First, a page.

November 2008 Archives

Cable Scarf Front and Back.JPGAfter I admired it, a friend of my SO's family gave me a lovely crocheted large doily (or small tablecloth) for a round side table. 

It's a pretty piece, though not something that has a place in our house, given our current decor.  In return, I wanted to give her something handmade.  Since she's not a knitter, I wanted to knit something for her.

I bought some cotton yarn to make potholders, but that didn't end well.  They were too stiff and the cream, beige, and green of the yarn didn't show off the knitting to the extent I wanted.  The potholders were too simple and just not worthy of her.  I gave up on them and I'll repurpose the yarn into some thing else later.

In the local yarn store, I saw a dark grey superwash (non-felting) Merino wool in the same brand I'd used before to knit a scarf in red.  I ordinarily wouldn't make something out of wool for a gift, but this wool is machine washable which makes me feel a little better about it.  Also, my SO assured me that the recipient of this particular gift would have no problem hand-washing a scarf if she needed to.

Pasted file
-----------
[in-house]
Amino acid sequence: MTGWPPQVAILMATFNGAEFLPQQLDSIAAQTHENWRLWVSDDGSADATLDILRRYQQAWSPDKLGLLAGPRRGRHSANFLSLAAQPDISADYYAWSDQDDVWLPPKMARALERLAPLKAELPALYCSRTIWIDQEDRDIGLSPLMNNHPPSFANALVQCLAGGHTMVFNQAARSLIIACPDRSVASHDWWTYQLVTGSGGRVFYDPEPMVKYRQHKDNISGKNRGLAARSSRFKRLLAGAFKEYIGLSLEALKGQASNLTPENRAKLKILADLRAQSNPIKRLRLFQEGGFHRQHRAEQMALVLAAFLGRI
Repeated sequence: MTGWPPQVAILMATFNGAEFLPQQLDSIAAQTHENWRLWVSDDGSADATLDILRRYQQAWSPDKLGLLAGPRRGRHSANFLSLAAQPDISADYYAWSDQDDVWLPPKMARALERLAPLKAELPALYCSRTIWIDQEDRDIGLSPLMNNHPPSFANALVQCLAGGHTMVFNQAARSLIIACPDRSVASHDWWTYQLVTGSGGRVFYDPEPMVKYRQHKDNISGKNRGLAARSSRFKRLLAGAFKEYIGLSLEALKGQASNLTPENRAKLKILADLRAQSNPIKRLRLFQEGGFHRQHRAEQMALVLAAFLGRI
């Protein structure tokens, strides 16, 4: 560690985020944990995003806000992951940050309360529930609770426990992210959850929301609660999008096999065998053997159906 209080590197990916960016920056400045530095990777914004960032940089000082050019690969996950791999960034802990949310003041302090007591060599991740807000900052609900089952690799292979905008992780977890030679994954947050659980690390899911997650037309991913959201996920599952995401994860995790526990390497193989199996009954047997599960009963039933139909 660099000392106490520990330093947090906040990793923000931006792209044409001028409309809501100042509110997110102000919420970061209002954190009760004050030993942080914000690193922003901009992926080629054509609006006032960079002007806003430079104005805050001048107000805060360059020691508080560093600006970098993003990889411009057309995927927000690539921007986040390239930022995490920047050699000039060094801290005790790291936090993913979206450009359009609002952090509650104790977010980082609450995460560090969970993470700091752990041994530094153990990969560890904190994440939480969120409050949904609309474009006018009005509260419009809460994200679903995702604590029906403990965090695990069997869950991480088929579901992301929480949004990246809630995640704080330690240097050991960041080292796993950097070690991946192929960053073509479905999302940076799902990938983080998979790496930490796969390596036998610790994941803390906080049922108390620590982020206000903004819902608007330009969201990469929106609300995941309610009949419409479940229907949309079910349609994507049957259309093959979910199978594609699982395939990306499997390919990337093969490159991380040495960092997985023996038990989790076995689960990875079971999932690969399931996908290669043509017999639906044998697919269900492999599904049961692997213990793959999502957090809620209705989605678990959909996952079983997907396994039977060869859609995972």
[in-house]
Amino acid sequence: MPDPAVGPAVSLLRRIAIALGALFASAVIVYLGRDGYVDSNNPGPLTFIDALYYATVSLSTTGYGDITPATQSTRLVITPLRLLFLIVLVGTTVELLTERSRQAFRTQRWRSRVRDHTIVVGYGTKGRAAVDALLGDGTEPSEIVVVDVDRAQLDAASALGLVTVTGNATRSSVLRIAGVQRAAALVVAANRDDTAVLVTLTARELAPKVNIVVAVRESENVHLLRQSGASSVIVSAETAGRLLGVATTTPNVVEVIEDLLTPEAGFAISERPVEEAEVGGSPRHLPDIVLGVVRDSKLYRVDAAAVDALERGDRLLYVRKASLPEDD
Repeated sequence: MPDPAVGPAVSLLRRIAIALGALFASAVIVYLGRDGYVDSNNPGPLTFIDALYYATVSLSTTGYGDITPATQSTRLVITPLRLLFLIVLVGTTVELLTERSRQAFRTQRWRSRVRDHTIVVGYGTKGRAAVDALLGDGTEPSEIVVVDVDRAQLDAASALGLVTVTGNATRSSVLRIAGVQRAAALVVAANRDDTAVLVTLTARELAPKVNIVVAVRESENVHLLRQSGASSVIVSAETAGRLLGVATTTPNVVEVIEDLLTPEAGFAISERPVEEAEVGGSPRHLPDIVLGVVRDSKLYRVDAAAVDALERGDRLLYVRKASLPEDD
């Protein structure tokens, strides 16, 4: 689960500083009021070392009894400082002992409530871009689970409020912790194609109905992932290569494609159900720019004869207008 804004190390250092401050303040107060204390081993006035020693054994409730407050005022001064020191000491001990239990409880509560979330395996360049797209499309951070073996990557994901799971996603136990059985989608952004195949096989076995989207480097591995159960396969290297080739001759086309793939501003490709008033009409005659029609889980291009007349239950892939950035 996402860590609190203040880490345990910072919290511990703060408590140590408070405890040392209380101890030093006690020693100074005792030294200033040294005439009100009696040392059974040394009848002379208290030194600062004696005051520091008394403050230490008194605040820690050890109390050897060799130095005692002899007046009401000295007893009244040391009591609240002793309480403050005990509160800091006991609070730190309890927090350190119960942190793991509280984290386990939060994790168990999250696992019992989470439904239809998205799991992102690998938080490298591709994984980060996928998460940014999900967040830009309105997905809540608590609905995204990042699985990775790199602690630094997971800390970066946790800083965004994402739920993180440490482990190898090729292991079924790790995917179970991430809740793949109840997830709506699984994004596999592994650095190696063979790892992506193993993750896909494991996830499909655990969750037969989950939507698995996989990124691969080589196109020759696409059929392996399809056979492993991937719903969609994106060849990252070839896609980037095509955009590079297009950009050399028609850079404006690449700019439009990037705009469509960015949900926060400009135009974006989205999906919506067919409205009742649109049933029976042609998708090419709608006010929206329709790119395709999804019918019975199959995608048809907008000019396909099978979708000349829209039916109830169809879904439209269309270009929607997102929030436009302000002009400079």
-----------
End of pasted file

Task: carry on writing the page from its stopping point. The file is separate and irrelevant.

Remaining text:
The finished product is about 6 1/2" wide and 57" long, excluding 3" of fringe on either end.  I usually don't add fringe to scarves since it gets ratty and messy pretty easily, but the edge of this scarf needed it to visually smooth out the wavy edges of the cables.  It took me about an hour to add the fringe and I think the result is well worth the time.  If (when) I make this scarf again, I'll add a couple of rows of crochet to the short edges to further smooth the transition between the cables and the fringe.

I'm quite pleased with the way it came out and I hope she enjoys it.

Note to self: never admire anything aloud.
Detail of Knitted Cables.JPG
5 - 50g (1.75oz.) skeins Zara Merino yarn (gray - color 1468)
size 4 (3.5 mm) knitting needles
size E (3.5 mm) crochet hook for easy bind off and fringe application (optional)
1 skein of yarn for fringe (optional)


C4(6)B = Slip next 2(3) sts onto cable needle and hold at back of work, K2(3), then K2(3) from cable needle.
C4(6)F = Slip next 2(3) sts onto cable needle and hold at front of work, K2(3), then K2(3) from cable needle.
Cast on 70 sts.
Row 1 (Right Side): P2, K4, P3, K4, P4, K9, P5, K8, P5, K9, P4, K4, P3, K4, P2.
Row 2 and all even rows: K2, P4, K3, P4, K4, P9, K5, P8, K5, P9, K4, P4, K3, P4, K2.
Row 3: P2, K4, P3, K4, P4, C6F, K3, P5, K8, P5, C6F, K3, P4, K4, P3, K4, P2.
Row 5: P2, C4F, P3, C4F, P4, K9, P5, C4F, C4B, P5, K9, P4, C4B, P3, C4B, P2.
Row 7: P2, K4, P3, K4, P4, K3, C6B, K3, P5, K8, P5, K3, C6B, P4, K4, P3, K4, P2.
Row 9: Repeat Row 1.
Row 11: P2, C4F, P3, C4F, P4, C6F, K3, P5, C4F, C4B, P5, C6F, K3, P4, C4B, P3, C4B, P2.
Row 13: Repeat Row 1.